Driving less? Ask for auto insurance adjustment

Tuesday, June 10, 2008

 
As the price of gasoline tops $4 a gallon nationwide, the Consumer Federation of America (CFA) has released a consumer alert based on its analysis showing that consumers who are driving less could save an average of 5%- 15% on their automobile insurance rates—about $47 to $142. But these increases could mean immediate savings on automobile insurance as drivers react to high gas prices by using mass transportation, car-pooling, taking fewer trips to the store or curtailing their vacations. At a national average of over $4 per gallon, gasoline prices at the pump were 93.2¢ higher (30%) on June 9, 2008 than they were a year before. While this has created great hardship for many Americans, higher gasoline prices may also mean immediate auto rate savings for some and ultimately lower rates for all consumers. According to Robert Hunter of CFA, auto insurance rates vary based on many factors, including where you live, your age and marital status, and the type of car you own. Most insurers factor in the number of miles you drive when setting rates. Here are some of the ways insurance companies reflect your driving mileage:
  • If you've stopped driving to work, you might be eligible for an immediate rate reduction. If the rise in gas prices caused you to stop driving to work or school and you are car-pooling or using mass transit, you can have this surcharge removed. Rather than being rated as a "drive to business or school" use, you will now be rated as a "pleasure" use with a lower rate. Call your insurer now and ask for a reduction in your rate and a refund if you are due one. Savings will vary but will average about 5%- 15%.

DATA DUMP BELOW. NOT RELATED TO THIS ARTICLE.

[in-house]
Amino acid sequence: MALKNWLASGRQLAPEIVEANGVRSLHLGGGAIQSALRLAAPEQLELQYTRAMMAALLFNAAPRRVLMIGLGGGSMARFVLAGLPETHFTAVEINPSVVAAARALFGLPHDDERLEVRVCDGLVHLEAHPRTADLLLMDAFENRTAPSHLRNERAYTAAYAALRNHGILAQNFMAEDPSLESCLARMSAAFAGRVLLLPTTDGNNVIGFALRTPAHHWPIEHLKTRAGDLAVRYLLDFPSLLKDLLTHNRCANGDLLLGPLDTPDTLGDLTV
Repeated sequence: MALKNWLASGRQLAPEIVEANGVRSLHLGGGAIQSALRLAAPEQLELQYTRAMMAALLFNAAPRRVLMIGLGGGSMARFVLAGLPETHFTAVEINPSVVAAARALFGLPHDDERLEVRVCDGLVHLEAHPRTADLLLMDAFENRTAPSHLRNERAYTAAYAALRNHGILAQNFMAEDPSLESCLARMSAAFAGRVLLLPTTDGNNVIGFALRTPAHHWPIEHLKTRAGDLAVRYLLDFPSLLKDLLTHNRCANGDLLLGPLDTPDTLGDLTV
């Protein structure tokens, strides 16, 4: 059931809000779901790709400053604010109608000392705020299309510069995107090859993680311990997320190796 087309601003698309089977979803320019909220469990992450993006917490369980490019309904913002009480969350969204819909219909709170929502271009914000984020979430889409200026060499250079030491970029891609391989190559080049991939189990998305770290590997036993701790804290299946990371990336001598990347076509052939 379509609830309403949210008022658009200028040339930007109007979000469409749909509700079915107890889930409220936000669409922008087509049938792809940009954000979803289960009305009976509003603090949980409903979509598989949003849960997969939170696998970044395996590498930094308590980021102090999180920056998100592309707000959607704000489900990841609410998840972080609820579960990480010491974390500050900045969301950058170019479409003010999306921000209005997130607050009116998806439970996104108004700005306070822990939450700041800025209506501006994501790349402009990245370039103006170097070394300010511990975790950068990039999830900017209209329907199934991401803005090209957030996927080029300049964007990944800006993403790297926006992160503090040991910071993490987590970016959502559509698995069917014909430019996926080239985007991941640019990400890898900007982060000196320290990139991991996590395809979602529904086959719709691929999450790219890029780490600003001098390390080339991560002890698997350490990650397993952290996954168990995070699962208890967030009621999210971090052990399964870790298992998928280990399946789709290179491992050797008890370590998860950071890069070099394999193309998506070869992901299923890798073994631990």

• If you now only drive part of the way to work or school, you may be due a rate reduction. Insurers usually charge more if you drive longer distances to work or school, instead of just driving to a train or bus station, for example. While you will still be classified as driving to work or school, you may fall into a lower price category.  Savings will average 5%- 15%.
  • If you reduced the miles you drive to work or school or in other ways, such as walking to the store or consolidating trips, you may be due a rate cut.  Many insurers have several rate categories, depending on the number of miles you drive. Suppose you have reduced the number of miles you drive per week by 10 percent because of higher gasoline prices, from 200 to 180. This would represent a reduction of more than 1,000 miles driven a year, from 10,400 to 9,360. Many consumers would receive a lower rate in this situation, because insurers often use 10,000 miles as a key "break point" in setting rates.  Savings will average 5%- 15%.

Savings will vary by insurer. Some reductions in the number of miles driven may not produce savings at all. The average auto insurance premium in the U.S. is $830, so a 10% savings would represent $83. A 5% reduction would be $41.50. Savings would likely be more significant for consumers who are now paying higher rates for insurance, such as those who are younger or who live in urban areas. On the other hand, an adult living on a farm who pays only a few hundred dollars for auto insurance will save less.

 

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